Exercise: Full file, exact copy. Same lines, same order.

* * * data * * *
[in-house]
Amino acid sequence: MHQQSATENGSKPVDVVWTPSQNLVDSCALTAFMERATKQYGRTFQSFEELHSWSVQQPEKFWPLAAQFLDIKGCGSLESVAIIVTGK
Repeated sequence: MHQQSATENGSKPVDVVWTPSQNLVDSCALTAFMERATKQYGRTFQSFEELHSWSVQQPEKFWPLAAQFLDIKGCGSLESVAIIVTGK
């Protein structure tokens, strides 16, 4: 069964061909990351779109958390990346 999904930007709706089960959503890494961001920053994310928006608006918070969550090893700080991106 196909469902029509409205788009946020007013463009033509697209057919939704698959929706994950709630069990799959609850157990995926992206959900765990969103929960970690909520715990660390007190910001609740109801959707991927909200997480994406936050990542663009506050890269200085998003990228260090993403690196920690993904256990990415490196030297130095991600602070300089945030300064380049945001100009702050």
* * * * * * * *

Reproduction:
[in-house]
Amino acid sequence: MHQQSATENGSKPVDVVWTPSQNLVDSCALTAFMERATKQYGRTFQSFEELHSWSVQQPEKFWPLAAQFLDIKGCGSLESVAIIVTGK
Repeated sequence: MHQQSATENGSKPVDVVWTPSQNLVDSCALTAFMERATKQYGRTFQSFEELHSWSVQQPEKFWPLAAQFLDIKGCGSLESVAIIVTGK
């Protein structure tokens, strides 16, 4: 069964061909990351779109958390990346 999904930007709706089960959503890494961001920053994310928006608006918070969550090893700080991106 196909469902029509409205788009946020007013463009033509697209057919939704698959929706994950709630069990799959609850157990995926992206959900765990969103929960970690909520715990660390007190910001609740109801959707991927909200997480994406936050990542663009506050890269200085998003990228260090993403690196920690993904256990990415490196030297130095991600602070300089945030300064380049945001100009702050």